The chapter states that less water will be available for agricultural production. Yet the same amount of water exists on this planet that existed before domestic agriculture was initiated. We process it, change it, drink it, use it, but it nevertheless remains. The question is one of distribution and utilization of this reusable resource, in contrast to hydro-carbon fuels which are a finite resource. Domestic, industrial, and agricultural users must be stewards of water. The distribution of available resources needs adequate long range planning, taking all three categories of users into consideration.
The increased recycling of wastewater, both for industrial and agricultural use, also provides a partial solution to water shortages. Tail waters which carry impurities and high salinity will be utilized in future more than at present. Research indicates that it is possible to raise two bales of cotton per acre on land with higher salt water content, as high as 6,000 parts per million, compared to the normal 500 parts per million contained in water from the California Aqueduct. This possibility is offset somewhat by salt buildup in soil, but nevertheless the benefits of recycling remain.
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The redistribution of water in subcanals and thence into furrows, overhead devices, etc., to produce crops in the semiarid West requires a great deal of energy. Since energy prices are expected to increase, energy needs to obtain water for agriculture will become even more acute in the near future. Political decision makers must be continually informed and properly persuaded that agriculture has limitations as to what it can afford to pay for surface or underground irrigation water. The domestic and industrial water user must bear an even larger share of the cost of distributing water in the West from one point to another, and relieve some of the burden from agriculture. Economic production of farm crops must be maintained to keep consumer food prices reasonable.
Costs of water development are escalating daily. Because of the slow process necessary for approval and eventual construction of facilities for moving water, costly projects are inevitable. Here again, consumers, industry, and agriculture must take a commensurate share of the burden. In publications such as the California-Arizona Farm Press, we see methods being undertaken by various growers, educators, and extension services to improve and make more efficient agricultural use of the available water supply. Some of the more exciting developments are the use of computers, drip irrigation, and modified overhead irrigation using the drip principle. It is interesting to note that much of this technology is coming from Israel, where necessity has been the mother of invention in respect to agricultural use of water.
More effective use of water by agriculturalists is progressing in many areas. Improvement in pumps, drip irrigation, recycling of wastewater, and the development of agricultural crops which have higher salt tolerance, will add to more control of water by farm growers.
A total water program needs to be created for the semiarid West. With a sufficient amount of water, hundreds of thousands of acres can yet be brought into production in climatic areas most favorable to high production of both food and fiber. The problem, obviously, is to transfer water from where it is created to the place where it can be utilized. Arizona represents a strong potential area, in my view, for the additional development of agricultural acreage, but the metropolitan areas will probably use up the water available and prevent further significant agricultural development in the Arizona desert. A new master water plan which incorporates all of the western states is badly needed.
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If no new water is developed in the next decade, it will be a tragedy resulting in exaggerated costs in future.
Tax legislation is also badly needed in regard to our land resource in the western states. In the near future, governmental control of all underground water will probably occur, as in Arizona, with the resulting higher cost of water for growers. Land with available water will be expensive, and land without water will not be fully utilized. Because of economic pressures on growers, the development of various machines and new approaches to more efficient crop production and reduced operating costs are processes of dire necessity, rather than desire.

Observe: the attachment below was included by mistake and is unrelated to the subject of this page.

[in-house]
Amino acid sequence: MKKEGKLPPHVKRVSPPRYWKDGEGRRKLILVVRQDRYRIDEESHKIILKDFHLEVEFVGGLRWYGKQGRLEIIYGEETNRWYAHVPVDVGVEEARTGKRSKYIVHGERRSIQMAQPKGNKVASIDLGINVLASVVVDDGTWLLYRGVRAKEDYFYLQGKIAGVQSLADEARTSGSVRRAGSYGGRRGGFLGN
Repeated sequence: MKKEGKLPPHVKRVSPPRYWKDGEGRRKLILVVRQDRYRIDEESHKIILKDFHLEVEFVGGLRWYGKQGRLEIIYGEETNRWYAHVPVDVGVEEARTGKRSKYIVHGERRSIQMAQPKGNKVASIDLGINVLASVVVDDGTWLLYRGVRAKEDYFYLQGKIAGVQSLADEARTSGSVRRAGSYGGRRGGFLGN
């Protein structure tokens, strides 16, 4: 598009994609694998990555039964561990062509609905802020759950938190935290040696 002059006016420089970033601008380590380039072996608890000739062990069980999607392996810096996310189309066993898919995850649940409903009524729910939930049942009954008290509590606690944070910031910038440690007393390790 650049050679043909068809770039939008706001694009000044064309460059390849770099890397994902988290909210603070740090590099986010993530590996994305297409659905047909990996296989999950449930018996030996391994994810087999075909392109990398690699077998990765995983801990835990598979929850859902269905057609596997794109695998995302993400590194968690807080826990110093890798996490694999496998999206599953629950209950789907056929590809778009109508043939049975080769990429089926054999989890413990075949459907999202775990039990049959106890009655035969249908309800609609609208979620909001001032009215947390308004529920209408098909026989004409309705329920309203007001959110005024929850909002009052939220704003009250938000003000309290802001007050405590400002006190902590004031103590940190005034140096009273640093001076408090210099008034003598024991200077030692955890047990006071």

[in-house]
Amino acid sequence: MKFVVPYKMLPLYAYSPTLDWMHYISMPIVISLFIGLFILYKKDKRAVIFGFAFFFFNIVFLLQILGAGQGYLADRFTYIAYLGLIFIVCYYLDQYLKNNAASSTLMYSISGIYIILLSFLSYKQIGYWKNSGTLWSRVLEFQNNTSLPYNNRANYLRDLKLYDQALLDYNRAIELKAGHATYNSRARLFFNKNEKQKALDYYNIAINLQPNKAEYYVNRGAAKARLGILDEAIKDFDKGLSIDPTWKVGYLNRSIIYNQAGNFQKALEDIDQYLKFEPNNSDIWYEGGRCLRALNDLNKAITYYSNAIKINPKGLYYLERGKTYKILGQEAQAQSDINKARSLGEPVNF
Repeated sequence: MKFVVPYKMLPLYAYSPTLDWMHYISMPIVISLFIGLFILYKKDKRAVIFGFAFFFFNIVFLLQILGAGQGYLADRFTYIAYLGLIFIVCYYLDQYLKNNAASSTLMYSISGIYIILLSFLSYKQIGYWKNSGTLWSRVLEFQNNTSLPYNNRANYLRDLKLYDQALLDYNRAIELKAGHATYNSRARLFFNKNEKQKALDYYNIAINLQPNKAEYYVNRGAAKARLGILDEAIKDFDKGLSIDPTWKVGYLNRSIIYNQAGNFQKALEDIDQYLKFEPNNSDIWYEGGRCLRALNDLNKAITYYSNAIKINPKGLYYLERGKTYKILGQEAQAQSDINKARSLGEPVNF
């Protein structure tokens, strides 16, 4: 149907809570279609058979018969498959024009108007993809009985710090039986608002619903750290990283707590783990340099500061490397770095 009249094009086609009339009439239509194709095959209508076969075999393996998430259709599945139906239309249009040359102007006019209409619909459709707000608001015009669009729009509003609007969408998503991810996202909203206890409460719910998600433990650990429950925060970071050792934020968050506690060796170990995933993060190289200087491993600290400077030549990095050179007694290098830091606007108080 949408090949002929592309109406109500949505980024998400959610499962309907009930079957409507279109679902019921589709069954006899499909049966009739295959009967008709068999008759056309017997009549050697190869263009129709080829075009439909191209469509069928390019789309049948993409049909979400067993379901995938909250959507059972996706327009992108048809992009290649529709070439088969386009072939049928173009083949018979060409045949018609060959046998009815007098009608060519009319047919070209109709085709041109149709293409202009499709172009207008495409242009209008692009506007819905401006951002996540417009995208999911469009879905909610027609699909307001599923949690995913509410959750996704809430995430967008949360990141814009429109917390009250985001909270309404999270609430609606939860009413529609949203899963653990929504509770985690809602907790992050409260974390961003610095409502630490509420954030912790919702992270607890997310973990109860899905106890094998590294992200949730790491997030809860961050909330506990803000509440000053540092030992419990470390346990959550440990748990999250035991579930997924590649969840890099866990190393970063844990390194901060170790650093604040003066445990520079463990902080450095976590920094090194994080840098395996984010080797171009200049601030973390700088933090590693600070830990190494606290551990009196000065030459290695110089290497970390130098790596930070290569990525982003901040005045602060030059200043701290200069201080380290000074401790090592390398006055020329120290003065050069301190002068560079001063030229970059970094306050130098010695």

Though some say that the western states may be less competitive in agricultural production with areas that have greater water resources, I do not agree with this view. Many of the western irrigated lands have more favorable climatic conditions, and with proper research and development, recycling and proper use of water, the West can continue to outproduce, per acre, other parts of the nation.
The semiarid West must share in untapped water resources. One of the constant problems, however, is that underground aquifers are continually being reduced without proper replenishment. In the EPA Journal of March 1980, Eckhardt C. Beck, Administrator for Water and Waste Management, stated: "Some of the underground aquifers in Arizona, for example, drop ten feet per year, and are replenished at the rate of about a quarter of an inch per year." This clearly illustrates that mining of underground water is only a temporary cheap supply at best.
I have great confidence in the ingenuity of our western farmer and agribusiness community to solve problems, including water supplies. Farms in the West will become larger, as far as commercial production is concerned. The very small part-time farm will also advance, but these farms do not produce a high percentage of our essential food production.
All of us in agribusiness serving agriculture today are aware of the problems facing agriculture, including water resources. A purposeful depression of farm profits is an ancient strategy to hold down basic food costs, but is in my opinion self-defeating in the long run. It is far better to permit growers to make adequate returns on their investment and thus be able to spend adequate amounts to solve their own problems.
The almost $14 billion produced as revenue for California farm products in 1981 represents 10 percent of the nation's gross farm receipts, derived from only 3 percent of the country's farm
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acreage. Western agriculture is a force to be reckoned with. If growers can derive a profit from their hard efforts, they can produce, to the amazement of the entire world, food and fiber needed not only by this country, but much of the world at large.